Lucky Man In Possession Of Paul McCartney’s $6k Guitar Pick Got It Free 


Louisa Walne was 15 years old when The Beatles performed at the De Montfort Hall in Leicester in 1964. She got autographs from the singers, who were fast becoming a craze after the release of their first movie, A Hard Day’s Night.

Louisa left the venue with an inscription from Beatles roadie Mal Evans that reads, “To Louisa, with love and best wishes Malcolm Evans,” and a slither of Paul McCartney’s broken guitar pick, which would later earn her husband over $6,000 (£5k.)

Her husband refused to sell it


After Louisa died at 24 while in nursing school, her husband of six months, Dr. Julian, kept the book in his possession. He refused to sell for the past 50 years because it meant so much to Louisa, however, he believes the time is right to give the collection a new owner. “The autograph book has been with me for a long time, and for many years, I didn’t want to sell it because it was Louisa’s,” he explained. “But it has been 50 years, and I think the time has come to pass this fascinating keepsake on.”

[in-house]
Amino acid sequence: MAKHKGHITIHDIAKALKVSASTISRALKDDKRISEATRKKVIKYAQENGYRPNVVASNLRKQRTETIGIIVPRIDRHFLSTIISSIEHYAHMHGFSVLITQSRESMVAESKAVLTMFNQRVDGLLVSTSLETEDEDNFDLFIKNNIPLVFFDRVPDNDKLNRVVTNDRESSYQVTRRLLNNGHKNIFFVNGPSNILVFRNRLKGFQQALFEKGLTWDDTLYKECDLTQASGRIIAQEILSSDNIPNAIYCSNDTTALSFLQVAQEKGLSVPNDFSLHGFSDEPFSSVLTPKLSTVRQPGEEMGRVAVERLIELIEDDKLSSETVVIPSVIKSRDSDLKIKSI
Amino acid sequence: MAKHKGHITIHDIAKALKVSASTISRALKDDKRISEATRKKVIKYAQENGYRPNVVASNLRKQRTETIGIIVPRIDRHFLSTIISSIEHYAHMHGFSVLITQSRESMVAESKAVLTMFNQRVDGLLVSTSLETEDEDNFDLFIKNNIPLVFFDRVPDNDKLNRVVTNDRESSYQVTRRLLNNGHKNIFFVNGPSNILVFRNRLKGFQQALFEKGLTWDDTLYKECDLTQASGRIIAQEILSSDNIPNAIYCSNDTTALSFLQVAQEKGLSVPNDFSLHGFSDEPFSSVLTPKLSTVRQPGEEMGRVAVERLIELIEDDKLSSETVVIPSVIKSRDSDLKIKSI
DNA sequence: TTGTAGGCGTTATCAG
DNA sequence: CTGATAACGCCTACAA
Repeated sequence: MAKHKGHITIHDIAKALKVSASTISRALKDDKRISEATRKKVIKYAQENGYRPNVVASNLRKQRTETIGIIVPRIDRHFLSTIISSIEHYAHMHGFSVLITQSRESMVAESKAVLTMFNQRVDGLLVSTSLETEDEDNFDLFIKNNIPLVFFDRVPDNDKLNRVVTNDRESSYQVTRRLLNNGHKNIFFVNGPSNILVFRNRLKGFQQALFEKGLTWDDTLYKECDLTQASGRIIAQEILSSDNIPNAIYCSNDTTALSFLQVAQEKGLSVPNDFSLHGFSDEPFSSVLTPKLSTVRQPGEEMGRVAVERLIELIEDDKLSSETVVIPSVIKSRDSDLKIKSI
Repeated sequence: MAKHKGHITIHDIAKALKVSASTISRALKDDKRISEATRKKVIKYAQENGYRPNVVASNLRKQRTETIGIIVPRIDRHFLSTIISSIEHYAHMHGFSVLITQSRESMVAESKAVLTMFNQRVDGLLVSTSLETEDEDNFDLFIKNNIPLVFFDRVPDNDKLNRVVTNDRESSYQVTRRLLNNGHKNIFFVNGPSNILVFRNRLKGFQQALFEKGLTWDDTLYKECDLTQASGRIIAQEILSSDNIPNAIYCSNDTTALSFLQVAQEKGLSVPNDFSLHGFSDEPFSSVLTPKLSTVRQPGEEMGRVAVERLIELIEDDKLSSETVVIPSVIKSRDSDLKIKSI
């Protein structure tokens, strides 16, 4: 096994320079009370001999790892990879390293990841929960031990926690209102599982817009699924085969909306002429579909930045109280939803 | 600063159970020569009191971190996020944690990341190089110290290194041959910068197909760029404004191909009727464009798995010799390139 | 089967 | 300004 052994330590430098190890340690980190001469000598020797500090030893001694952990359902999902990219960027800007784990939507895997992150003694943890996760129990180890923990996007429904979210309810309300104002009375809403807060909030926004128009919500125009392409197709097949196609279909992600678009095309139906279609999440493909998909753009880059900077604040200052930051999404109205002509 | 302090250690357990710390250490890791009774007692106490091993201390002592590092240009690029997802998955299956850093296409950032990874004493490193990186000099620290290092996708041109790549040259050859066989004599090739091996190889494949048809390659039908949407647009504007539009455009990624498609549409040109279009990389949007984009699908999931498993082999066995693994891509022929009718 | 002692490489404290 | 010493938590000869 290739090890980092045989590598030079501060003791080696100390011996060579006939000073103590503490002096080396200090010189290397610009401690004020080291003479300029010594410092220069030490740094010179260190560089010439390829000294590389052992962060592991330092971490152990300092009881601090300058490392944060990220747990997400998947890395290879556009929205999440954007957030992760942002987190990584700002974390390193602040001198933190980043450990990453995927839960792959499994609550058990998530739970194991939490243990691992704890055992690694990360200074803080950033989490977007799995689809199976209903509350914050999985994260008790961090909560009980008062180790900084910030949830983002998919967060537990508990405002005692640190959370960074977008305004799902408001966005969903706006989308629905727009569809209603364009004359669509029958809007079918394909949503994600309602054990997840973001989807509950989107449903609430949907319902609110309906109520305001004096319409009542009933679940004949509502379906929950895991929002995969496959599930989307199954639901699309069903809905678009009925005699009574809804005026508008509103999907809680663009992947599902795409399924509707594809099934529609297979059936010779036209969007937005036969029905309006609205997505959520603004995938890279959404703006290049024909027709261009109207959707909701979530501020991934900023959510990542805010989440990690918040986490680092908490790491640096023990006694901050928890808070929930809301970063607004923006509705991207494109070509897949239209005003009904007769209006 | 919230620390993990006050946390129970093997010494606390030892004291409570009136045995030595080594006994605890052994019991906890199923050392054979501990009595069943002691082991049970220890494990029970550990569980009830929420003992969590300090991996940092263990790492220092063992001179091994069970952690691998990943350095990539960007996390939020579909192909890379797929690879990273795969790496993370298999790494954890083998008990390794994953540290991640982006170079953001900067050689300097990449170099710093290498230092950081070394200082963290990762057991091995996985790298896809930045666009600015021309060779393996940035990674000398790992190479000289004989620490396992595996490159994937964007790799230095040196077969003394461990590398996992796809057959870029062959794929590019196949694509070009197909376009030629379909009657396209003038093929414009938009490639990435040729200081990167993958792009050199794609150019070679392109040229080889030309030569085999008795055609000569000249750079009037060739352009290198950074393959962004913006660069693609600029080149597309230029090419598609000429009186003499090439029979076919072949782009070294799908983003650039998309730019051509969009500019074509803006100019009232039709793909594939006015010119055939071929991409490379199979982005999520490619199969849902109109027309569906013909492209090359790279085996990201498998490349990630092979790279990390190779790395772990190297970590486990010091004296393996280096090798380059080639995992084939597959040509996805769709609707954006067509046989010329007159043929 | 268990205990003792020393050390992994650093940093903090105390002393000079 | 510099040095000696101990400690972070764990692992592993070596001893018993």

Interestingly, Julian is a Beatles fan, with his favorite quartet member being Paul McCartney. “I was – and still am – a massive Beatles fan and their music has accompanied me throughout my life. It’s impossible to name a favorite song, but Paul was my favorite Beatle, and to have a piece of a plectrum he used is undeniably special,” he continued.

HELP!, from left: Ringo Starr, George Harrison, Paul McCartney, John Lennon, 1965

There are more autographs

Aside from signatures from the beloved band, Louisa’s autograph book also contains three from Gerry Marsden and one from Tommy. Cliff Richards also signed a page in March 1963 with Shadow’s Hank Marvin, who may have been performing with Cliff on stage.

ELIZABETH: A PORTRAIT IN PART(S), (aka ELIZABETH), Paul McCartney, 2022. © Mongrel Media /Courtesy Everett Collection

Motown singer Mary Wells also has her name in the treasured book, which Richard Winterton Auctioneers will sell at The Lichfield Auction Centre on January 22. “There remains huge affection for the group worldwide, and we expect considerable interest in the auction, especially due to the wonderful provenance of the book,” valuer Robert French noted.


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